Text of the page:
In ancient times, not everyone took the laws of purity as seriously as the rabbis did. So the rabbis developed rules about who they could trust and who they couldn’t.
On yesterday’s daf, we learned that potters in the environs of Jerusalem are trusted about the purity of their pots, but those who live at a distance are not. This is because sacrificial foods are associated with the Temple in Jerusalem, so it makes sense that potters in the area would take care to maintain the purity of their wares so they could be used for Temple purposes. Failure to do so would be bad for business. A Jerusalem craftsperson with a shady record on ritual purity would lose a lot of business during the busy pilgrimage festival season, and perhaps year round.
While some may question the credibility of shopkeepers when a potential sale is at hand, a mishnah on today’s daf speaks to the credibility of a shadier group of people:
Thieves who returned the vessels they had stolen are deemed credible when they say: We did not touch the rest of the objects in the house, and those items remain pure.
According to this mishnah, if a thief, while returning a stolen item, claims not to have touched other objects as the theft was in progress, they are trusted. On their word alone, the purity of items remaining in the house is determined.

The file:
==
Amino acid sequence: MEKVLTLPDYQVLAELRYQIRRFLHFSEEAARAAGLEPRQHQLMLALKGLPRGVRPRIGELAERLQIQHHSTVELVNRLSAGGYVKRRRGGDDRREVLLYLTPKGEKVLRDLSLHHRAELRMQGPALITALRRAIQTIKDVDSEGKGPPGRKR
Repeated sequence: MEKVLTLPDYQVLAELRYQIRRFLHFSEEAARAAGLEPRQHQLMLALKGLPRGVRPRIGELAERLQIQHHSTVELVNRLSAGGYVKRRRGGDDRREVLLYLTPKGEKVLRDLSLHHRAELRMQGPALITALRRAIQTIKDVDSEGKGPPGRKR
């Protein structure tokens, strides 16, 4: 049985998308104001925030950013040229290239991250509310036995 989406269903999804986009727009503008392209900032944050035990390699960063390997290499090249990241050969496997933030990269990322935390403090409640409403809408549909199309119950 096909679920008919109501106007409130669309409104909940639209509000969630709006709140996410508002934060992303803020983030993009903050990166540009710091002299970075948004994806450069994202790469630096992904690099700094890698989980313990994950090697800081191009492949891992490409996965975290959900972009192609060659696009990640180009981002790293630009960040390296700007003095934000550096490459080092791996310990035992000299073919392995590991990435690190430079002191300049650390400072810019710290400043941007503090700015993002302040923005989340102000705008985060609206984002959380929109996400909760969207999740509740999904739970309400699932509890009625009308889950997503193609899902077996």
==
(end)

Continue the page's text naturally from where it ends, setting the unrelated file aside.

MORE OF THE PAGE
But why should we trust thieves? Doesn’t the fact that they are criminals make them untrustworthy? The Gemara cites a mishnah (Tahorot 7:6) which suggests that they are.
Concerning the thieves who entered a house, only the place where the feet of the thieves had trodden is impure.
According to this text, all vessels that are found in the part of the house that the thieves entered are automatically impure — regardless of what the thief says. This implies that the thief is not a credible source regarding which items in a robbed home are impure and which are not.
So are thieves to be trusted about matters of purity or not? Which mishnah do we follow? Well, as it turns out, it depends.
According to a teaching from Rav Pinhas in the name of Rav, the mishnah on our daf is dealing with a case where the thieves repented, which is why they are deemed credible. The mishnah in Tahorot is referring to a case in which the thieves did not repent and are therefore not deemed credible.
So thieves, in general, are not to be trusted about matters of ritual purity. But when they are repentant and make restitution for their acts of thievery, we can trust them to help us determine the purity status of items they left behind.
Read all of Chagigah 26 on Sefaria.